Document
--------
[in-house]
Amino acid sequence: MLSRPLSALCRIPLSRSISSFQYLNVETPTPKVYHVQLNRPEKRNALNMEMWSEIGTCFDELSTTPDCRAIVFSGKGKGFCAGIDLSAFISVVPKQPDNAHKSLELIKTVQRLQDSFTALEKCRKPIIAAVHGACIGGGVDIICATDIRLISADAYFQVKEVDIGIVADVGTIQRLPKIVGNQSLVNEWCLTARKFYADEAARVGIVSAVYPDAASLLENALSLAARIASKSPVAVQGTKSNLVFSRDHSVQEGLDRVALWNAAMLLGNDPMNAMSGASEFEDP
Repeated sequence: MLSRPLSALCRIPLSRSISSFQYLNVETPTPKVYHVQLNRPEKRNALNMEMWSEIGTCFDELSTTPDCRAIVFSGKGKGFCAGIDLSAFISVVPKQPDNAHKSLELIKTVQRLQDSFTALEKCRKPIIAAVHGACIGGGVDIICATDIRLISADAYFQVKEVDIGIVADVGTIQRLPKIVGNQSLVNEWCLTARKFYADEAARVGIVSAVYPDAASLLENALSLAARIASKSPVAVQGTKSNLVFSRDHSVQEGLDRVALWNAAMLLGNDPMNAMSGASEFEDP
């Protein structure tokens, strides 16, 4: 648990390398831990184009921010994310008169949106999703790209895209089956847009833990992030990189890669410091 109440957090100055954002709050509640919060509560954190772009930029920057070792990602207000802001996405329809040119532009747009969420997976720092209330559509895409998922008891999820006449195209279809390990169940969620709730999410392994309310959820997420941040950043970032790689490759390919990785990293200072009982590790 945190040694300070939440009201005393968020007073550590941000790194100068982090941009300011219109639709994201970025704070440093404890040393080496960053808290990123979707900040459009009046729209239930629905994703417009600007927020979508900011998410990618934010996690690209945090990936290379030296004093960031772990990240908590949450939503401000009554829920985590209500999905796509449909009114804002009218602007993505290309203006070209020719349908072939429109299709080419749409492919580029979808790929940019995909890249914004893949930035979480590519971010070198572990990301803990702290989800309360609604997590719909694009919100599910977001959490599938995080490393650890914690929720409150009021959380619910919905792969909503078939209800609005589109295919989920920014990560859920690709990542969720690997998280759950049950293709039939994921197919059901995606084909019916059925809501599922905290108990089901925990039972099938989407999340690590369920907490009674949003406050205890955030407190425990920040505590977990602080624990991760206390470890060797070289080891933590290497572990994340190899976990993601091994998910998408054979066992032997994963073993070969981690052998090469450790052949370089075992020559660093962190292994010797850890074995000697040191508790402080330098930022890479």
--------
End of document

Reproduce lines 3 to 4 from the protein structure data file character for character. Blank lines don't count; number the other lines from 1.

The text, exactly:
Repeated sequence: MLSRPLSALCRIPLSRSISSFQYLNVETPTPKVYHVQLNRPEKRNALNMEMWSEIGTCFDELSTTPDCRAIVFSGKGKGFCAGIDLSAFISVVPKQPDNAHKSLELIKTVQRLQDSFTALEKCRKPIIAAVHGACIGGGVDIICATDIRLISADAYFQVKEVDIGIVADVGTIQRLPKIVGNQSLVNEWCLTARKFYADEAARVGIVSAVYPDAASLLENALSLAARIASKSPVAVQGTKSNLVFSRDHSVQEGLDRVALWNAAMLLGNDPMNAMSGASEFEDP
């Protein structure tokens, strides 16, 4: 648990390398831990184009921010994310008169949106999703790209895209089956847009833990992030990189890669410091 109440957090100055954002709050509640919060509560954190772009930029920057070792990602207000802001996405329809040119532009747009969420997976720092209330559509895409998922008891999820006449195209279809390990169940969620709730999410392994309310959820997420941040950043970032790689490759390919990785990293200072009982590790 945190040694300070939440009201005393968020007073550590941000790194100068982090941009300011219109639709994201970025704070440093404890040393080496960053808290990123979707900040459009009046729209239930629905994703417009600007927020979508900011998410990618934010996690690209945090990936290379030296004093960031772990990240908590949450939503401000009554829920985590209500999905796509449909009114804002009218602007993505290309203006070209020719349908072939429109299709080419749409492919580029979808790929940019995909890249914004893949930035979480590519971010070198572990990301803990702290989800309360609604997590719909694009919100599910977001959490599938995080490393650890914690929720409150009021959380619910919905792969909503078939209800609005589109295919989920920014990560859920690709990542969720690997998280759950049950293709039939994921197919059901995606084909019916059925809501599922905290108990089901925990039972099938989407999340690590369920907490009674949003406050205890955030407190425990920040505590977990602080624990991760206390470890060797070289080891933590290497572990994340190899976990993601091994998910998408054979066992032997994963073993070969981690052998090469450790052949370089075992020559660093962190292994010797850890074995000697040191508790402080330098930022890479």